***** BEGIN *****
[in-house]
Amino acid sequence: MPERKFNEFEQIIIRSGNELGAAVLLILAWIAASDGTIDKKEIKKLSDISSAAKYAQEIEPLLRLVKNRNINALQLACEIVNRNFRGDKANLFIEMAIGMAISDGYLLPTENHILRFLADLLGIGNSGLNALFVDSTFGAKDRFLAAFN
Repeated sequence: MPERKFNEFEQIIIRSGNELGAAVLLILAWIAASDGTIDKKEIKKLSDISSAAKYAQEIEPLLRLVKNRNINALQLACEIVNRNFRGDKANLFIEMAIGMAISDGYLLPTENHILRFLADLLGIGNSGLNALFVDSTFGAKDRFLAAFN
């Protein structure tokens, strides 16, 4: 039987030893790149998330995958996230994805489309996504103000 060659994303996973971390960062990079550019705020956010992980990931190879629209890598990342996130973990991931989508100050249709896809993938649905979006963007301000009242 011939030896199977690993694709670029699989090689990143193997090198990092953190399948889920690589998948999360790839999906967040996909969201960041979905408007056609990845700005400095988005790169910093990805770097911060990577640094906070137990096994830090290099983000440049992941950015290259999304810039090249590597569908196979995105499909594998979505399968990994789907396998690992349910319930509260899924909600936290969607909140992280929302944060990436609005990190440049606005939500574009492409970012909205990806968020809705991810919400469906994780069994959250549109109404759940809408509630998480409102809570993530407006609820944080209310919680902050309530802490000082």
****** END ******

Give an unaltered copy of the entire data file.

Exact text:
[in-house]
Amino acid sequence: MPERKFNEFEQIIIRSGNELGAAVLLILAWIAASDGTIDKKEIKKLSDISSAAKYAQEIEPLLRLVKNRNINALQLACEIVNRNFRGDKANLFIEMAIGMAISDGYLLPTENHILRFLADLLGIGNSGLNALFVDSTFGAKDRFLAAFN
Repeated sequence: MPERKFNEFEQIIIRSGNELGAAVLLILAWIAASDGTIDKKEIKKLSDISSAAKYAQEIEPLLRLVKNRNINALQLACEIVNRNFRGDKANLFIEMAIGMAISDGYLLPTENHILRFLADLLGIGNSGLNALFVDSTFGAKDRFLAAFN
């Protein structure tokens, strides 16, 4: 039987030893790149998330995958996230994805489309996504103000 060659994303996973971390960062990079550019705020956010992980990931190879629209890598990342996130973990991931989508100050249709896809993938649905979006963007301000009242 011939030896199977690993694709670029699989090689990143193997090198990092953190399948889920690589998948999360790839999906967040996909969201960041979905408007056609990845700005400095988005790169910093990805770097911060990577640094906070137990096994830090290099983000440049992941950015290259999304810039090249590597569908196979995105499909594998979505399968990994789907396998690992349910319930509260899924909600936290969607909140992280929302944060990436609005990190440049606005939500574009492409970012909205990806968020809705991810919400469906994780069994959250549109109404759940809408509630998480409102809570993530407006609820944080209310919680902050309530802490000082």